The competing Wireless Power Consortium hasn't been sitting idly, mind you, inking deals with PowerbyProxi and Texas Instruments to build its own resonant charging solution, and attracting Verizon Wireless and Qualcomm with seats on the WPC board. But even if we're left with two competing standards bodies, the idea has the potential to snowball now that so many companies are aligned. With upcoming dual-mode devices that support both PMA inductive and A4WP resonant wireless charging, the two cooperating alliances believe the wireless charging market can open up. "Because of the collaboration, you've future-proofed yourself going forward," says A4WP president Kamil Grajski. "There's no reason for anyone to hesitate any longer."

The entry of magnetic resonance into the Qi-standard
Knowing that Microwave Power Transfer (MPT) offers signification spatial freedom, albeit at potentially significant environmental cost, that technique was largely ignored in this article. In contrast, both the MI-based standards, offer x and y freedom (off-centre spatial freedom) of typically 5 mm, whereas the z-freedom (vertical separation) is only about 2 to 3 mm (measured from the transmitter coil surface). In contrast, MR-based units (e.g. Rezence) potentially offer greater spatial freedom (even more z-freedom), and that is the main reason for the increasing attention in this relatively still immature technology. But some recent reported experiments offering 30 to 40 mm of z-freedom in Qi-compliant systems have spurred interest further. Back in June 2011, Fulton Innovation had already demonstrated up to 40 mm "z-freedom" by using WPC-compatible magnetic resonance ("MR") technology. The new draft standard v1.2 of Qi is expected to address MR.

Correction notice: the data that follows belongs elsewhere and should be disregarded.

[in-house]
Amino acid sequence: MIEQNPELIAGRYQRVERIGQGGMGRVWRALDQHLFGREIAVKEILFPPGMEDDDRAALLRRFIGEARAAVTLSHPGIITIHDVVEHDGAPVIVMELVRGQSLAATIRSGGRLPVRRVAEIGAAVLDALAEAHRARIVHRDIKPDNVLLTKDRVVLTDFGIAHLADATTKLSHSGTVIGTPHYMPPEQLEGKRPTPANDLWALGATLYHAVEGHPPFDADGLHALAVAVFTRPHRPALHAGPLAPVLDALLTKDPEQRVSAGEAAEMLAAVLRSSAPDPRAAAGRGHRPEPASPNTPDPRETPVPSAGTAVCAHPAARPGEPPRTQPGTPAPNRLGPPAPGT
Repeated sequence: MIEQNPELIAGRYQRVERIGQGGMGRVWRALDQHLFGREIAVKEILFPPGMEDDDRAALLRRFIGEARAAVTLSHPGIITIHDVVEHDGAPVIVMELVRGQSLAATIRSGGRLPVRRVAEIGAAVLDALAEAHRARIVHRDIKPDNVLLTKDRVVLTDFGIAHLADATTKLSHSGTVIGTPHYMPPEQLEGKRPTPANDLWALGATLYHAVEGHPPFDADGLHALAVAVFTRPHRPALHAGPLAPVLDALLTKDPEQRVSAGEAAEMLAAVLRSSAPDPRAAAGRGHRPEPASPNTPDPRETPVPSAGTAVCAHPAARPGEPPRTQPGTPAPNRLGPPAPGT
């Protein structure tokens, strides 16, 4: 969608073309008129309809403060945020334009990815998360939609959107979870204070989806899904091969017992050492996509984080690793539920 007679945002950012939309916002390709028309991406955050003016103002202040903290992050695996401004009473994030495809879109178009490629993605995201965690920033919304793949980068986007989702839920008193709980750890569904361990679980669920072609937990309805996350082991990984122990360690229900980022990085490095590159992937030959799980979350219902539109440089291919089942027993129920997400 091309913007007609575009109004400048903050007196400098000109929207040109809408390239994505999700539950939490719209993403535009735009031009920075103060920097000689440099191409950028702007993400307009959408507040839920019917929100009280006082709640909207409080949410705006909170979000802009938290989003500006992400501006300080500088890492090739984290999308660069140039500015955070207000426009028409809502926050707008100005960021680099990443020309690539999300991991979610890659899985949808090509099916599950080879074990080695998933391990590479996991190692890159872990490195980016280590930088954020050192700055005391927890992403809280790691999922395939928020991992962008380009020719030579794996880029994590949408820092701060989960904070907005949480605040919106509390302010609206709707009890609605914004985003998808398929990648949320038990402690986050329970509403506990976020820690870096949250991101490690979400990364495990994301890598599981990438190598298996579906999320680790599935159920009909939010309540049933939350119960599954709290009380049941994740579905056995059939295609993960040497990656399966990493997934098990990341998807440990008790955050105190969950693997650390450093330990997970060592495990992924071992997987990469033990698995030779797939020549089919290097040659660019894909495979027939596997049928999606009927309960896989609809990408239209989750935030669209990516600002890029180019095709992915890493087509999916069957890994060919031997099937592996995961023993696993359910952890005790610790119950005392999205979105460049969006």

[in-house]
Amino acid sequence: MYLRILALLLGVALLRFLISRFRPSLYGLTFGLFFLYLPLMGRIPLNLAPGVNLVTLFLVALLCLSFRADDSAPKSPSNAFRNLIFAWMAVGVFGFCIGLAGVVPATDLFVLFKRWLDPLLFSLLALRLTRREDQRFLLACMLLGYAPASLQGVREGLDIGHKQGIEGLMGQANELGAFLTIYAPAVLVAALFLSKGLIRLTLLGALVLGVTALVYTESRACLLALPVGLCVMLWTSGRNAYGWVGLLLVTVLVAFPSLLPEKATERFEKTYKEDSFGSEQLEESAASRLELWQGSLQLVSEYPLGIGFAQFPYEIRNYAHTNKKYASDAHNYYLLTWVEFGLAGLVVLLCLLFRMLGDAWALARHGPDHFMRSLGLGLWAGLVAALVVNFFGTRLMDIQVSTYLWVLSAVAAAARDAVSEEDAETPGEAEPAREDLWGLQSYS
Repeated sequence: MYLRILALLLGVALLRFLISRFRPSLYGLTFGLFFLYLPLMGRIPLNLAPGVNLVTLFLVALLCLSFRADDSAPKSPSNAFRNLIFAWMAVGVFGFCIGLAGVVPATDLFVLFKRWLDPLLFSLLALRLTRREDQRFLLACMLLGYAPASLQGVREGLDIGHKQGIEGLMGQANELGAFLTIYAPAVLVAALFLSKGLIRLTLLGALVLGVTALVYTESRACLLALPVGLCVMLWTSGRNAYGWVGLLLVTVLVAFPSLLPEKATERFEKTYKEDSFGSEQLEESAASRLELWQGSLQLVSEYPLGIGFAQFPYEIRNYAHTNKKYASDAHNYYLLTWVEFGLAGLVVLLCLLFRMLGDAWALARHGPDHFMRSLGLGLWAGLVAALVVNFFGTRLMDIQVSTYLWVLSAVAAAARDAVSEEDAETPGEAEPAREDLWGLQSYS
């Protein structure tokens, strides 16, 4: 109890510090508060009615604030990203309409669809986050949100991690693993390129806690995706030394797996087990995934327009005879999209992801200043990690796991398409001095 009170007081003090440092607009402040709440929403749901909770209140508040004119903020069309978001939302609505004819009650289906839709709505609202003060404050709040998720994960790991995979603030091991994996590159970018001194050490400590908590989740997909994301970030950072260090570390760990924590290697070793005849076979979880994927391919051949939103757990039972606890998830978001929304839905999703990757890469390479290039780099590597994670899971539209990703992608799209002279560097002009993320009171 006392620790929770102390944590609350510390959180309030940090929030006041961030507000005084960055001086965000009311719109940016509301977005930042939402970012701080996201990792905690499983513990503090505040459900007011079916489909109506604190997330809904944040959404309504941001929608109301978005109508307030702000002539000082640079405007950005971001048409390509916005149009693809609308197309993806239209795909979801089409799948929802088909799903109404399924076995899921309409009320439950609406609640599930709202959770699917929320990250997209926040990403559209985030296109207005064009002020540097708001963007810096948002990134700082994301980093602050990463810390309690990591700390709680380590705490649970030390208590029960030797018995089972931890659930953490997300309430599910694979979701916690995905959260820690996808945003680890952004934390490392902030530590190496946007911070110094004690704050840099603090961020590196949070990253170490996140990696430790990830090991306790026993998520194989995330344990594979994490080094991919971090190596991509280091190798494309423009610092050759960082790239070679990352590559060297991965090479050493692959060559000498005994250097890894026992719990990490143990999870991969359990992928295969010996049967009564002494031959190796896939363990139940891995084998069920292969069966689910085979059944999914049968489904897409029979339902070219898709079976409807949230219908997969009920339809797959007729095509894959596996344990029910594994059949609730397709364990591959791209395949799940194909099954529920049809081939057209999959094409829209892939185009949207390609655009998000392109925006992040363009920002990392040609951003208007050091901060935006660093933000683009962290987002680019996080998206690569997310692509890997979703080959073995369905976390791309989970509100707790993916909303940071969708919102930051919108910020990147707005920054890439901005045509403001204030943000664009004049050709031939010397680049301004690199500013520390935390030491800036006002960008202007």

So, MI has finally entered the MR domain, albeit at a much lower frequency than Rezence. It could run into EMI problems though, because it does not use CISPR 11's "intentional" EMI bands mentioned previously. But special techniques are being developed to overcome that.

This takes us to an interesting statement which was included in the April 2012 newsletter of WPC while announcing the Qi 1.1 specification (italics below added by this author):